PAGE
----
Booples 2: Yikkity Blar

Light-hearted Fare

With food for the soul

February 3, 2008
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I reviewed the original Booples cartoon a year or so ago, and really liked it for what it had to offer—scripture memorization, the easy way. Truth is, I know that words put to music are much easier to memorize, but I’m just not a musician. I’m a storyteller… which also helps with memorization, incidentally. A story is an excellent mnemonic device. So, when Booples came along, combining the stories, the verses, and the songs, I was pretty pleased!!

This second installation is pretty much more of the same. Some of the episodes on the DVD are better, while others are pretty corny. I had hoped the visual cartoon quality would improve a little this go-round, but I understand the fact that indie filmmakers don’t have giant pocketbooks to make all their dreams come true. Still, the device is successful. My kids not only remember the words to Bible verses, but they remember the application through the stories.

A true story: My oldest daughter was unprecedentedly generous to her little sister one day. I asked her why she did what she did and what prompted her kindness (you know, one of those typical stupid mom questions that she’ll roll her eyes at when she’s older). She shrugged and said, “I don’t know. I just wanted to share. Like that story.” Then she flippantly went off bobbing her head and singing to herself, “Be kind and compassionate to one another…” I’m not sure I could ask for a more ideal use of film in my child’s life.

There is an ongoing debate about whether there truly is a market for “Christian” films and family friendly movie fare. One side argues for clean, moral content, while the other side argues that audiences are already too film savvy to go for it. I think there is definitely a market in children’s programming. Not only will young children ALWAYS go for a cartoon, but parents are still quite protective of their children at young ages. They want only the “best” information going in—hoping that the best information will also come out one day. But we have to be careful not to let television and film become a crutch, an excuse not to teach. Plopping a kid down in front of Veggie Tales or Booples doesn’t necessarily produce clear-thinking, well-behaved teenagers. I believe media is a tool in the hand of a parent. “Good” media and “bad” media can achieve the same result, if handled right.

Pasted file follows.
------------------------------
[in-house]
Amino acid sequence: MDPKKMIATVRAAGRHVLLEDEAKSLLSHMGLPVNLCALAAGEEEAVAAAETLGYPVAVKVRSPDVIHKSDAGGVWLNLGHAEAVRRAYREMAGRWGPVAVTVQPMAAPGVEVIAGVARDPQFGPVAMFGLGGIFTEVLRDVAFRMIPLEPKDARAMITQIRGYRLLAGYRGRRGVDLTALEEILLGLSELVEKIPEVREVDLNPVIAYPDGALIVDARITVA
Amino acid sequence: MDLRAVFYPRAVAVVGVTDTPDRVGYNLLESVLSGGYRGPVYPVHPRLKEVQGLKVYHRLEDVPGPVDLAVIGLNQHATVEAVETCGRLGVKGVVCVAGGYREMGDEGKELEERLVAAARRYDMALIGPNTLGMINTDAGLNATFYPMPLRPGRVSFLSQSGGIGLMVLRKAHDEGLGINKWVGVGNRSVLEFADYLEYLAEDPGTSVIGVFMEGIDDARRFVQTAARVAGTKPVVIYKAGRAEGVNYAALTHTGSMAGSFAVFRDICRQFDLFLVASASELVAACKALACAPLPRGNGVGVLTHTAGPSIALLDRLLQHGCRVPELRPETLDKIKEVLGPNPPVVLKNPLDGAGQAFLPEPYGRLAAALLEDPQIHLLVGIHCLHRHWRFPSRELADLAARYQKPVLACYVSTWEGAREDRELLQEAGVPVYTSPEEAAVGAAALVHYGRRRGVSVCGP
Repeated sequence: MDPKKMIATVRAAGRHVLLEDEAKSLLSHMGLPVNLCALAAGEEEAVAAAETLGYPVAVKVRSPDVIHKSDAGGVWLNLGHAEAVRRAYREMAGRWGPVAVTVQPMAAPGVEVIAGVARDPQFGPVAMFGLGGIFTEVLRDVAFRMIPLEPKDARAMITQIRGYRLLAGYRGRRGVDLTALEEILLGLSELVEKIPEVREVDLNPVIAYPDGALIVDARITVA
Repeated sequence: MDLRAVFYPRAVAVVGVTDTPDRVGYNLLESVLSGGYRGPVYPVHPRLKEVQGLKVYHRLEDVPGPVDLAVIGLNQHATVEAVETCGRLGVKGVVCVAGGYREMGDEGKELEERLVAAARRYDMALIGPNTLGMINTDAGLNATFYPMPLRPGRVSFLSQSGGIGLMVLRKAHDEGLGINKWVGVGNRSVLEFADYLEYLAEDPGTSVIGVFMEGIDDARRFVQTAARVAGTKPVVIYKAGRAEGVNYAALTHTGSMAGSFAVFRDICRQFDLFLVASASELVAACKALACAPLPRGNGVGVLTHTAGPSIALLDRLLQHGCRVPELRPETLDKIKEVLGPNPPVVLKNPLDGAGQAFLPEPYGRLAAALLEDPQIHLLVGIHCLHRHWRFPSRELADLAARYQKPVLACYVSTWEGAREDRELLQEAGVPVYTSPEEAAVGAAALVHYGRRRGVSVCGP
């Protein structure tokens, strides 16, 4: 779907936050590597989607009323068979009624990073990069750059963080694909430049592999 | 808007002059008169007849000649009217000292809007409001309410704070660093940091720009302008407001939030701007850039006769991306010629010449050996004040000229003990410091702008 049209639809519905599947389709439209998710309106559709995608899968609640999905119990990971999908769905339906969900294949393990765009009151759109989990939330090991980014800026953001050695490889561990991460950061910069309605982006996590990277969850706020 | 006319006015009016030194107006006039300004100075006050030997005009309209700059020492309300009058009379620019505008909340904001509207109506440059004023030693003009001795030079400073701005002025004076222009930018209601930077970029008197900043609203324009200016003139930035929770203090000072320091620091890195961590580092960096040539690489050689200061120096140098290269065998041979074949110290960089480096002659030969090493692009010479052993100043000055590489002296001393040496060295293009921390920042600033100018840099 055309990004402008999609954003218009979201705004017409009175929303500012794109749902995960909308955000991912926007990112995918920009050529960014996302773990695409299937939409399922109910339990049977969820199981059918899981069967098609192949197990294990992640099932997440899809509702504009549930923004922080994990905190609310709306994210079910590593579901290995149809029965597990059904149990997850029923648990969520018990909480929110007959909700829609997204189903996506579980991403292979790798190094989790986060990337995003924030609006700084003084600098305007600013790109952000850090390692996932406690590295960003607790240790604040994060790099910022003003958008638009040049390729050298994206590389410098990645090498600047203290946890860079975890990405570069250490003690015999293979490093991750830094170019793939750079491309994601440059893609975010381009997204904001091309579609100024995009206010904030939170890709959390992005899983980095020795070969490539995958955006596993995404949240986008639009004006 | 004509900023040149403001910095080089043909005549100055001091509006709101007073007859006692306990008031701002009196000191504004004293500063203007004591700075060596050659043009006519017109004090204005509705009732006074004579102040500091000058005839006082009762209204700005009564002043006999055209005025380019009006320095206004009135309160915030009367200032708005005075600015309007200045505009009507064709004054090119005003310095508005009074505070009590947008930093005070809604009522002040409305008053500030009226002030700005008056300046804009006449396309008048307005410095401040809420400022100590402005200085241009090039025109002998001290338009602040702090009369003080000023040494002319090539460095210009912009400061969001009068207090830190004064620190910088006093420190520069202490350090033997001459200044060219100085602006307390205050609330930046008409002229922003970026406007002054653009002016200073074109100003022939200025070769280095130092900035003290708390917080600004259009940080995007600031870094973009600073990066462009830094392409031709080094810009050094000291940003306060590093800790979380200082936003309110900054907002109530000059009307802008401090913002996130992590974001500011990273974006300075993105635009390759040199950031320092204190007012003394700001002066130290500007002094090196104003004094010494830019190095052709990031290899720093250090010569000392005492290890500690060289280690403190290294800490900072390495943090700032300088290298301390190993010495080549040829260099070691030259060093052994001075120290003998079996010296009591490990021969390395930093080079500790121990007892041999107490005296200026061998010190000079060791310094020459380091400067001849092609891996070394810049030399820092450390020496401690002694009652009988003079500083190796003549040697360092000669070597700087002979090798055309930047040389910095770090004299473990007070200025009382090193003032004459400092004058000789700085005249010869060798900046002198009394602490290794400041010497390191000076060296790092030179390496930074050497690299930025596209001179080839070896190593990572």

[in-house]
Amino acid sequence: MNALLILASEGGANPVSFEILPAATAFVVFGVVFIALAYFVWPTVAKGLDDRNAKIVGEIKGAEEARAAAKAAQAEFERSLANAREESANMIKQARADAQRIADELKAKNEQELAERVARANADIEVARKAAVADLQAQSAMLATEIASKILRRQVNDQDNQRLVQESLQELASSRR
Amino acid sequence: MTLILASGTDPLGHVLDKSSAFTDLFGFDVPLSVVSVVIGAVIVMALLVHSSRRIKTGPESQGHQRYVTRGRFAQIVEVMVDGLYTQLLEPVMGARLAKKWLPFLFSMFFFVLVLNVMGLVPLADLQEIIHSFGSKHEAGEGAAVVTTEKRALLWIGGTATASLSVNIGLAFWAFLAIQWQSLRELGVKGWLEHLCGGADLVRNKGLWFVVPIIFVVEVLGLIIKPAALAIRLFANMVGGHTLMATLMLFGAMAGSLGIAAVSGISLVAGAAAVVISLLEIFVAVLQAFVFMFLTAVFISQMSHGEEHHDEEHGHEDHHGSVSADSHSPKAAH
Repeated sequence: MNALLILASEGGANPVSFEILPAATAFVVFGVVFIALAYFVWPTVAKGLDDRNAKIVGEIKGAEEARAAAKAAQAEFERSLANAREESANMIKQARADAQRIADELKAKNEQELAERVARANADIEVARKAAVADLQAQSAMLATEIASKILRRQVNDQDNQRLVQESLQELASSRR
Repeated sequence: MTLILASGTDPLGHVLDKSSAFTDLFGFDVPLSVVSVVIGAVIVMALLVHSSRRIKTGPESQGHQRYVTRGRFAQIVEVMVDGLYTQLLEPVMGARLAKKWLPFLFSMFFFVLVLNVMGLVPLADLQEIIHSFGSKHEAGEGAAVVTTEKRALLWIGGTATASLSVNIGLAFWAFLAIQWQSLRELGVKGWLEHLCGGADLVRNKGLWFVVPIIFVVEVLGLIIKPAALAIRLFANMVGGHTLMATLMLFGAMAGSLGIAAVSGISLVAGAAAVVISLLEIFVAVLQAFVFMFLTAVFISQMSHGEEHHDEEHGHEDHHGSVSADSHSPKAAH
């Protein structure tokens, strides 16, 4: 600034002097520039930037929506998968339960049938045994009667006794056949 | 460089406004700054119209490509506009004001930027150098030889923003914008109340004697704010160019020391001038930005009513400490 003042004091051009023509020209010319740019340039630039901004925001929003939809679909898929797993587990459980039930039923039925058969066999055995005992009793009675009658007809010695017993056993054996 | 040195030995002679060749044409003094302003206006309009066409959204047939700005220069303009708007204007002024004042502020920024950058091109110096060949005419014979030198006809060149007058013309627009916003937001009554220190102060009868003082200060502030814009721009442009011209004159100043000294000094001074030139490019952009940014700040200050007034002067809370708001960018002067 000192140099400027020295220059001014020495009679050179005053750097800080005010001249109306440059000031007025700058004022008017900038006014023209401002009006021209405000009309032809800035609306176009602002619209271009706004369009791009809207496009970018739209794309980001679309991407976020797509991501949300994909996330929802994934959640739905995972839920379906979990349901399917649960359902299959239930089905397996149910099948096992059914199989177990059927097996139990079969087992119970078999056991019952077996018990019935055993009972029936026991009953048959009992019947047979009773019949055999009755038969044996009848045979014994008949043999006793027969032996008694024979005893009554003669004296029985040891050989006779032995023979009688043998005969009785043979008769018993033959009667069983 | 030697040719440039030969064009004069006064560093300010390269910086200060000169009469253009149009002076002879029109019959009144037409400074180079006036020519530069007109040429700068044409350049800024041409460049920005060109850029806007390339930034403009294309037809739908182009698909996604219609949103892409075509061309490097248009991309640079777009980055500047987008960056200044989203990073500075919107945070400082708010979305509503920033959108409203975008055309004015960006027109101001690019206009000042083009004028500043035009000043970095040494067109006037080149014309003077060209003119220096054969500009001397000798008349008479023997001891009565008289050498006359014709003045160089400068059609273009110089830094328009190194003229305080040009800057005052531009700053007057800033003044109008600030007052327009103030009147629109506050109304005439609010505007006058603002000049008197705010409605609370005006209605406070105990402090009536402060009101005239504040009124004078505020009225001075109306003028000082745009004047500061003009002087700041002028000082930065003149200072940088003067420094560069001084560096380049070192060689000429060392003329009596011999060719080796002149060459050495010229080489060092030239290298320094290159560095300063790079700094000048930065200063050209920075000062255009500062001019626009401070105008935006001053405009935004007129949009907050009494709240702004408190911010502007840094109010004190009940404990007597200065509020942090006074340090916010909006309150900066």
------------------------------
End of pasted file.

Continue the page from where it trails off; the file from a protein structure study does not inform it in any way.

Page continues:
In the end, I support the ventures of independent filmmakers like Bear Cahill (Booples) who give parents alternative media to work with—because even I don’t always feel like being a model parent every day. There are just some days when I don’t feel like making up a spontaneous Bible lesson or finding applications for the shows that don’t have anything good to say. Sometimes, it’s nice to have a break. Sometimes, I simply need to veg out and let someone else do the talking (and singing, and dancing, and entertaining!). So I’ll keep my Booples DVD handy. Give them a try while they’re still way cheaper than Veggie Tales. You can find them online at www.Booples.com.

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credit: TheMovieDB.org

Melinda Ledman graduated from Baylor University and later began freelance writing in 2002 after her first child was born. Now, with four kids in tow, she writes whenever she can squeeze it in. In addition to writing reviews, she loves script editing and soccer. She gratefully serves God after 12 years of alcoholism, and appreciates grace and freedom on a whole new level.

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